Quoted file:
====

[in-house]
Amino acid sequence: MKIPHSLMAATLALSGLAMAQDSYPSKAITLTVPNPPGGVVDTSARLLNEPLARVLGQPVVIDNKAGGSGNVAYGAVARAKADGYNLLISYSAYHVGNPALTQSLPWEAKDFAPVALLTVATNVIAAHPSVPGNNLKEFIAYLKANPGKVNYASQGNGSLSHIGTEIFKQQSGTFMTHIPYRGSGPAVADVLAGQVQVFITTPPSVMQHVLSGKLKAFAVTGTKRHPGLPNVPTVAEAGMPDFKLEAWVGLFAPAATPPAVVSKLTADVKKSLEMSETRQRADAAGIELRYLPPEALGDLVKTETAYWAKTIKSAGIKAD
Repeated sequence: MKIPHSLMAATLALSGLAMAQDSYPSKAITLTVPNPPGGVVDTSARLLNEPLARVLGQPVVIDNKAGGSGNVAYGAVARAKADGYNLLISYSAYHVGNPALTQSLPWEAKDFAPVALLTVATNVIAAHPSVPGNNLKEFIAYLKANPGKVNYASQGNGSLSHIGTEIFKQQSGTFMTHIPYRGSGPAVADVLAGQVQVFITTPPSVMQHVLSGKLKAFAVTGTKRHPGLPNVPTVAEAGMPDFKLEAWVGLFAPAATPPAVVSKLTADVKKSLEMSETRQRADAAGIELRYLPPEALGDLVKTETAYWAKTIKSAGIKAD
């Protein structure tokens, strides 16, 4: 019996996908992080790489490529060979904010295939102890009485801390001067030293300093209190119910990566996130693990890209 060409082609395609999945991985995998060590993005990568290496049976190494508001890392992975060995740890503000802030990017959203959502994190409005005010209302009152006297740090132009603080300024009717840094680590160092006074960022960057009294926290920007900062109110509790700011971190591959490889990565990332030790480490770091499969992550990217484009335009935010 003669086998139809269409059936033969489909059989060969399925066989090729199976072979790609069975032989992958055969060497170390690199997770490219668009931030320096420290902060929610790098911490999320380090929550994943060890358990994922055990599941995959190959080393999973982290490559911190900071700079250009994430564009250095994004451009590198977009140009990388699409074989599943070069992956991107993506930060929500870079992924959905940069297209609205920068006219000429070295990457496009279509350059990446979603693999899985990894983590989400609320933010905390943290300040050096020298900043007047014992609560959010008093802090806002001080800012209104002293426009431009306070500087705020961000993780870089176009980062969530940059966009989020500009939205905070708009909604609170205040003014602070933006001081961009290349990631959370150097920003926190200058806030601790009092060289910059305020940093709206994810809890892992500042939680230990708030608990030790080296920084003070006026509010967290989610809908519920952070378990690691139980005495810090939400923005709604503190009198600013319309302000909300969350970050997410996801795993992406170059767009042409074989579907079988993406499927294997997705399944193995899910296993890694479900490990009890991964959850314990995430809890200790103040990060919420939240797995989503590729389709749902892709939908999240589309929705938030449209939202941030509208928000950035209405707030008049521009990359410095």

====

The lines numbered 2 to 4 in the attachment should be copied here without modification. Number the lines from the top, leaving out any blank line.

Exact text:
Amino acid sequence: MKIPHSLMAATLALSGLAMAQDSYPSKAITLTVPNPPGGVVDTSARLLNEPLARVLGQPVVIDNKAGGSGNVAYGAVARAKADGYNLLISYSAYHVGNPALTQSLPWEAKDFAPVALLTVATNVIAAHPSVPGNNLKEFIAYLKANPGKVNYASQGNGSLSHIGTEIFKQQSGTFMTHIPYRGSGPAVADVLAGQVQVFITTPPSVMQHVLSGKLKAFAVTGTKRHPGLPNVPTVAEAGMPDFKLEAWVGLFAPAATPPAVVSKLTADVKKSLEMSETRQRADAAGIELRYLPPEALGDLVKTETAYWAKTIKSAGIKAD
Repeated sequence: MKIPHSLMAATLALSGLAMAQDSYPSKAITLTVPNPPGGVVDTSARLLNEPLARVLGQPVVIDNKAGGSGNVAYGAVARAKADGYNLLISYSAYHVGNPALTQSLPWEAKDFAPVALLTVATNVIAAHPSVPGNNLKEFIAYLKANPGKVNYASQGNGSLSHIGTEIFKQQSGTFMTHIPYRGSGPAVADVLAGQVQVFITTPPSVMQHVLSGKLKAFAVTGTKRHPGLPNVPTVAEAGMPDFKLEAWVGLFAPAATPPAVVSKLTADVKKSLEMSETRQRADAAGIELRYLPPEALGDLVKTETAYWAKTIKSAGIKAD
């Protein structure tokens, strides 16, 4: 019996996908992080790489490529060979904010295939102890009485801390001067030293300093209190119910990566996130693990890209 060409082609395609999945991985995998060590993005990568290496049976190494508001890392992975060995740890503000802030990017959203959502994190409005005010209302009152006297740090132009603080300024009717840094680590160092006074960022960057009294926290920007900062109110509790700011971190591959490889990565990332030790480490770091499969992550990217484009335009935010 003669086998139809269409059936033969489909059989060969399925066989090729199976072979790609069975032989992958055969060497170390690199997770490219668009931030320096420290902060929610790098911490999320380090929550994943060890358990994922055990599941995959190959080393999973982290490559911190900071700079250009994430564009250095994004451009590198977009140009990388699409074989599943070069992956991107993506930060929500870079992924959905940069297209609205920068006219000429070295990457496009279509350059990446979603693999899985990894983590989400609320933010905390943290300040050096020298900043007047014992609560959010008093802090806002001080800012209104002293426009431009306070500087705020961000993780870089176009980062969530940059966009989020500009939205905070708009909604609170205040003014602070933006001081961009290349990631959370150097920003926190200058806030601790009092060289910059305020940093709206994810809890892992500042939680230990708030608990030790080296920084003070006026509010967290989610809908519920952070378990690691139980005495810090939400923005709604503190009198600013319309302000909300969350970050997410996801795993992406170059767009042409074989579907079988993406499927294997997705399944193995899910296993890694479900490990009890991964959850314990995430809890200790103040990060919420939240797995989503590729389709749902892709939908999240589309929705938030449209939202941030509208928000950035209405707030008049521009990359410095």